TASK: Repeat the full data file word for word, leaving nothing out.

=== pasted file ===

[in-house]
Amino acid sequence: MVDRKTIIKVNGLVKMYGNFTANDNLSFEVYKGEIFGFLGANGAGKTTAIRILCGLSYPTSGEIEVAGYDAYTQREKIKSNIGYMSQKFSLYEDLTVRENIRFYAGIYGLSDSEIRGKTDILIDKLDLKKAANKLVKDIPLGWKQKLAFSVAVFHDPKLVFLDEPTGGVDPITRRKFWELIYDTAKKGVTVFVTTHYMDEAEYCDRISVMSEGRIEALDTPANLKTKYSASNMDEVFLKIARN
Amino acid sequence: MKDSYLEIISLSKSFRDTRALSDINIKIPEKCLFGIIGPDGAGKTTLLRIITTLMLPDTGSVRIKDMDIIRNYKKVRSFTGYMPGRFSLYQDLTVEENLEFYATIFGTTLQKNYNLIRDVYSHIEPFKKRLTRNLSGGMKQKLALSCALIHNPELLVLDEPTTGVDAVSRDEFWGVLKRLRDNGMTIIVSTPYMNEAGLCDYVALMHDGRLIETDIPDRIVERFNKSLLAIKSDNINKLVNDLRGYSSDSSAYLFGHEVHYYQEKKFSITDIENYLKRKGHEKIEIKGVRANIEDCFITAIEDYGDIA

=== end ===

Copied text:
[in-house]
Amino acid sequence: MVDRKTIIKVNGLVKMYGNFTANDNLSFEVYKGEIFGFLGANGAGKTTAIRILCGLSYPTSGEIEVAGYDAYTQREKIKSNIGYMSQKFSLYEDLTVRENIRFYAGIYGLSDSEIRGKTDILIDKLDLKKAANKLVKDIPLGWKQKLAFSVAVFHDPKLVFLDEPTGGVDPITRRKFWELIYDTAKKGVTVFVTTHYMDEAEYCDRISVMSEGRIEALDTPANLKTKYSASNMDEVFLKIARN
Amino acid sequence: MKDSYLEIISLSKSFRDTRALSDINIKIPEKCLFGIIGPDGAGKTTLLRIITTLMLPDTGSVRIKDMDIIRNYKKVRSFTGYMPGRFSLYQDLTVEENLEFYATIFGTTLQKNYNLIRDVYSHIEPFKKRLTRNLSGGMKQKLALSCALIHNPELLVLDEPTTGVDAVSRDEFWGVLKRLRDNGMTIIVSTPYMNEAGLCDYVALMHDGRLIETDIPDRIVERFNKSLLAIKSDNINKLVNDLRGYSSDSSAYLFGHEVHYYQEKKFSITDIENYLKRKGHEKIEIKGVRANIEDCFITAIEDYGDIA